Thursday, August 30, 2007

August success causes mixed emotions

Matt Capps celebrates a Pirate win on Tuesday night - AP Photo/Gene J. Puskar

On July 31, the Pirates’ season was lost. They were 42-62, 14.5 games behind first place Milwaukee, and sitting in last place in the NL Central. Suddenly they got hot. The Bucs are now 17-11 in the month of August, and despite last night’s loss to the Reds, only 8.5 games behind first place Chicago.

This sudden surge has produced two different viewpoints for players and fans. The first is that the Pirates have a legitimate opportunity to reach the postseason. The Cubs are currently in first place with a mediocre record of 67-64, and nobody seems interested in winning the division. With 23 of their final 30 games against NL Central teams, the Pirates are not dead yet. Sorry, but this is not going to happen. If the Pirates could somehow win 20 of 30 games, they would still be relying on other teams to fall apart. Simply to finish tied for first place, the Pirates would need the Cubs to finish 12-19, the Brewers 13-17, St. Louis 15-18, and the Reds 18-11. Considering NL Central teams will be playing the majority of their remaining games against other NL Central teams, this is very unlikely. I thought about going through each team’s schedule to determine if it is even mathematically possible, but I do not have the energy for that sort of research. (Keep in mind, I am dreaming about some sort of miracle finish too.)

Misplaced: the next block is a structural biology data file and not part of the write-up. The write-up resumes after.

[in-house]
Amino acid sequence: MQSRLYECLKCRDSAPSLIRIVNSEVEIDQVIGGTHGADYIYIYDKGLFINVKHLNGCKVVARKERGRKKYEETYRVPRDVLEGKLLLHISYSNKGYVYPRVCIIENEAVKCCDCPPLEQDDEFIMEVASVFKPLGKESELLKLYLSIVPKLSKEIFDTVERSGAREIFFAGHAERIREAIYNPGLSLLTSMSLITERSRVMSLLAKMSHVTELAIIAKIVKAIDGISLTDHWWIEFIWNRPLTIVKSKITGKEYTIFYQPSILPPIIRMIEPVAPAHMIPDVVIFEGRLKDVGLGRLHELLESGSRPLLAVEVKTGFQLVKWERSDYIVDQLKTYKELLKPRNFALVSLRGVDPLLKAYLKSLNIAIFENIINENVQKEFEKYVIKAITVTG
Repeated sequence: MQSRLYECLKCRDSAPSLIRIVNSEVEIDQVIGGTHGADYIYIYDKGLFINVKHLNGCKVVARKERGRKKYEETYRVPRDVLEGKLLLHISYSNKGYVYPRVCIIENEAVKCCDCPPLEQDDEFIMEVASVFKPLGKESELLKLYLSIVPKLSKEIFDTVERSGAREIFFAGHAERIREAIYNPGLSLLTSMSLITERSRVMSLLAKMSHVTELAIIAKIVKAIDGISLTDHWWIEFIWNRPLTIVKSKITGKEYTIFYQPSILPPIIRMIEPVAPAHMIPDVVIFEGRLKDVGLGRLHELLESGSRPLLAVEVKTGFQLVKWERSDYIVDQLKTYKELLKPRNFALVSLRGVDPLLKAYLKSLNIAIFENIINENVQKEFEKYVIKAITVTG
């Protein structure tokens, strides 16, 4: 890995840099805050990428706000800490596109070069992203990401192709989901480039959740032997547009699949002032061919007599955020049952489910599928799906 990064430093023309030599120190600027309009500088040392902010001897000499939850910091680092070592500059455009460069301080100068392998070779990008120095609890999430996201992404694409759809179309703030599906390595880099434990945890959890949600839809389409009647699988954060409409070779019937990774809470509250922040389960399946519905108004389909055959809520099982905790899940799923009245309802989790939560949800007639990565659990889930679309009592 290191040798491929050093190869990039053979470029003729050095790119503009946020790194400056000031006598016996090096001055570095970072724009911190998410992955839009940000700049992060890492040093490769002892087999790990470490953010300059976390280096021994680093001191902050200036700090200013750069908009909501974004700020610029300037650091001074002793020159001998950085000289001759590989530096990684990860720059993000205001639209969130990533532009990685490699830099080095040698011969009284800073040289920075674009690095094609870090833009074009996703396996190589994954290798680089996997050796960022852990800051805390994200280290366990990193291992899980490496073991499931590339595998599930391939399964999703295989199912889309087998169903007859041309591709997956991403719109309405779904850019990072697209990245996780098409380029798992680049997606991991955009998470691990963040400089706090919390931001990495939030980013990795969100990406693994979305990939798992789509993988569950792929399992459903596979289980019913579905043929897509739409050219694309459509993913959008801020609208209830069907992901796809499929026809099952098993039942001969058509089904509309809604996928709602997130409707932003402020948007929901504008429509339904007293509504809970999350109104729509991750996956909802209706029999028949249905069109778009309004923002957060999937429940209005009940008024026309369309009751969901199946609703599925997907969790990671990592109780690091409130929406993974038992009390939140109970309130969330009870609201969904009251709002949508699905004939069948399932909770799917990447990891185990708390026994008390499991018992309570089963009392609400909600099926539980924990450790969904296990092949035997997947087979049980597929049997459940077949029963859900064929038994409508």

The other point of view is that a strong finish will hurt the Pirates in the end. If the Pirates approach .500 by the end of the season, it might convince management to keep general manager Dave Littlefield. The team would actually benefit by falling apart over the final month of the season, as it would force ownership to clean house. I agree that the team must fire Littlefield if it ever wants to become a quality baseball club. But I am not sure the Pirates final record in 2007 will have a large effect on the decision. The most important factor will be ownership’s choice for the CEO position. Any quality baseball mind can see that Littlefield has done a terrible job as general manager. If the new CEO decides to keep Littlefield, based on any reason, we have much larger problems in Pittsburgh. That will be the new CEO’s first true test.

So what does this mean for Pirate fans? Do not get your hopes up for a potential playoff berth. It is extremely unlikely. But we do not have to root against our Bucs. Enjoy every win that we can get.

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